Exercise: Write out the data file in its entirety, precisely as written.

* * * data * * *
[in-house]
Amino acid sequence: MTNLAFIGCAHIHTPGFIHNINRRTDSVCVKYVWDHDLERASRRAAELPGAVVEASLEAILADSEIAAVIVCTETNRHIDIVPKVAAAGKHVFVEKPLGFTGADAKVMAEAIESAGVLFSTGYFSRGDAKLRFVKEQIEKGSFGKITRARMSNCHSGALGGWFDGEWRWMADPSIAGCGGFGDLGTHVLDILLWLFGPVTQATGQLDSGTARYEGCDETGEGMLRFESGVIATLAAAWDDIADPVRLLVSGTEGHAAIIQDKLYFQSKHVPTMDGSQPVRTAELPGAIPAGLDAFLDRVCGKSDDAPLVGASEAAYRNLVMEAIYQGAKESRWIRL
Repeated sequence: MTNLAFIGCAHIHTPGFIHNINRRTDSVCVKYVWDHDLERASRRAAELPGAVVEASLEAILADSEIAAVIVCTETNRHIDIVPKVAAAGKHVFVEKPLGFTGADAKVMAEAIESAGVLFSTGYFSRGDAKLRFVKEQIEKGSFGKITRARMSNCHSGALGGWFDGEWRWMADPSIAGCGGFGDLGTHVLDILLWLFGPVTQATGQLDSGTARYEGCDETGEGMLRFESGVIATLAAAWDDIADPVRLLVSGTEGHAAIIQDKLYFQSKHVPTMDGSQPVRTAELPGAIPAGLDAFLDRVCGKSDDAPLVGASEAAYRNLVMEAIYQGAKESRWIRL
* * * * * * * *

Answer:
[in-house]
Amino acid sequence: MTNLAFIGCAHIHTPGFIHNINRRTDSVCVKYVWDHDLERASRRAAELPGAVVEASLEAILADSEIAAVIVCTETNRHIDIVPKVAAAGKHVFVEKPLGFTGADAKVMAEAIESAGVLFSTGYFSRGDAKLRFVKEQIEKGSFGKITRARMSNCHSGALGGWFDGEWRWMADPSIAGCGGFGDLGTHVLDILLWLFGPVTQATGQLDSGTARYEGCDETGEGMLRFESGVIATLAAAWDDIADPVRLLVSGTEGHAAIIQDKLYFQSKHVPTMDGSQPVRTAELPGAIPAGLDAFLDRVCGKSDDAPLVGASEAAYRNLVMEAIYQGAKESRWIRL
Repeated sequence: MTNLAFIGCAHIHTPGFIHNINRRTDSVCVKYVWDHDLERASRRAAELPGAVVEASLEAILADSEIAAVIVCTETNRHIDIVPKVAAAGKHVFVEKPLGFTGADAKVMAEAIESAGVLFSTGYFSRGDAKLRFVKEQIEKGSFGKITRARMSNCHSGALGGWFDGEWRWMADPSIAGCGGFGDLGTHVLDILLWLFGPVTQATGQLDSGTARYEGCDETGEGMLRFESGVIATLAAAWDDIADPVRLLVSGTEGHAAIIQDKLYFQSKHVPTMDGSQPVRTAELPGAIPAGLDAFLDRVCGKSDDAPLVGASEAAYRNLVMEAIYQGAKESRWIRL